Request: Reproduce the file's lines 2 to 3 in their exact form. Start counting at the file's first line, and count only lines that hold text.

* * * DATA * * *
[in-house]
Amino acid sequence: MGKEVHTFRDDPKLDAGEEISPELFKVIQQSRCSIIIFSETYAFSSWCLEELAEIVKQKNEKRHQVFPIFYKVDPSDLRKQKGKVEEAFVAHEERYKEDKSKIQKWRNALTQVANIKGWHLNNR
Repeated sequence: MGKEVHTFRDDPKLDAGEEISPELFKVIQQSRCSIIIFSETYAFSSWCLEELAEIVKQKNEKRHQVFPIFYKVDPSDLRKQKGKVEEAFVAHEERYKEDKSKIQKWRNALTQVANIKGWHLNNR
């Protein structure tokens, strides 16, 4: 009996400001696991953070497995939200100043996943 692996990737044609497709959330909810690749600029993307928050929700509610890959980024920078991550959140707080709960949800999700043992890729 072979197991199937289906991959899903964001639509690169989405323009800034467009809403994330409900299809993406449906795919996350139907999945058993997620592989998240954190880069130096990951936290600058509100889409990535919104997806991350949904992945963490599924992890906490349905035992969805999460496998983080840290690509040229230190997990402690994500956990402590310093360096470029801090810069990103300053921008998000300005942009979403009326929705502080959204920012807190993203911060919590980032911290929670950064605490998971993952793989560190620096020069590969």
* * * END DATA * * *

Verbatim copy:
Amino acid sequence: MGKEVHTFRDDPKLDAGEEISPELFKVIQQSRCSIIIFSETYAFSSWCLEELAEIVKQKNEKRHQVFPIFYKVDPSDLRKQKGKVEEAFVAHEERYKEDKSKIQKWRNALTQVANIKGWHLNNR
Repeated sequence: MGKEVHTFRDDPKLDAGEEISPELFKVIQQSRCSIIIFSETYAFSSWCLEELAEIVKQKNEKRHQVFPIFYKVDPSDLRKQKGKVEEAFVAHEERYKEDKSKIQKWRNALTQVANIKGWHLNNR